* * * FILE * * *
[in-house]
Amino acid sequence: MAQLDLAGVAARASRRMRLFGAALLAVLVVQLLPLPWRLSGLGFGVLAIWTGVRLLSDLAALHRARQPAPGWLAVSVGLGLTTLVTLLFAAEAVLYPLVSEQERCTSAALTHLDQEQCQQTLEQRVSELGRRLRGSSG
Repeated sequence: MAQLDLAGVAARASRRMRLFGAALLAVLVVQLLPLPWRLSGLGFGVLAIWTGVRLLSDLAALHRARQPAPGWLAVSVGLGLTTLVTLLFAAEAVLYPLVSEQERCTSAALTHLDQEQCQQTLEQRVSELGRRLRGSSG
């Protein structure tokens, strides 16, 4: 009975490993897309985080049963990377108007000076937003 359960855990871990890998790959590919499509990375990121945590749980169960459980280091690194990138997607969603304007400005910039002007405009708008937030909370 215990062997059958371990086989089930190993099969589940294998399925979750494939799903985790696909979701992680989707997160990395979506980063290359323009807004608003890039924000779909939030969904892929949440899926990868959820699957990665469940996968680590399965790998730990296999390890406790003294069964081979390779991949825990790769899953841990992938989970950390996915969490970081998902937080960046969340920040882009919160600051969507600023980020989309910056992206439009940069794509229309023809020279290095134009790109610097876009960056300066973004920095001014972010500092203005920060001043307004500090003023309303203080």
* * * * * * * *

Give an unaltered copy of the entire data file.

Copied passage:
[in-house]
Amino acid sequence: MAQLDLAGVAARASRRMRLFGAALLAVLVVQLLPLPWRLSGLGFGVLAIWTGVRLLSDLAALHRARQPAPGWLAVSVGLGLTTLVTLLFAAEAVLYPLVSEQERCTSAALTHLDQEQCQQTLEQRVSELGRRLRGSSG
Repeated sequence: MAQLDLAGVAARASRRMRLFGAALLAVLVVQLLPLPWRLSGLGFGVLAIWTGVRLLSDLAALHRARQPAPGWLAVSVGLGLTTLVTLLFAAEAVLYPLVSEQERCTSAALTHLDQEQCQQTLEQRVSELGRRLRGSSG
């Protein structure tokens, strides 16, 4: 009975490993897309985080049963990377108007000076937003 359960855990871990890998790959590919499509990375990121945590749980169960459980280091690194990138997607969603304007400005910039002007405009708008937030909370 215990062997059958371990086989089930190993099969589940294998399925979750494939799903985790696909979701992680989707997160990395979506980063290359323009807004608003890039924000779909939030969904892929949440899926990868959820699957990665469940996968680590399965790998730990296999390890406790003294069964081979390779991949825990790769899953841990992938989970950390996915969490970081998902937080960046969340920040882009919160600051969507600023980020989309910056992206439009940069794509229309023809020279290095134009790109610097876009960056300066973004920095001014972010500092203005920060001043307004500090003023309303203080």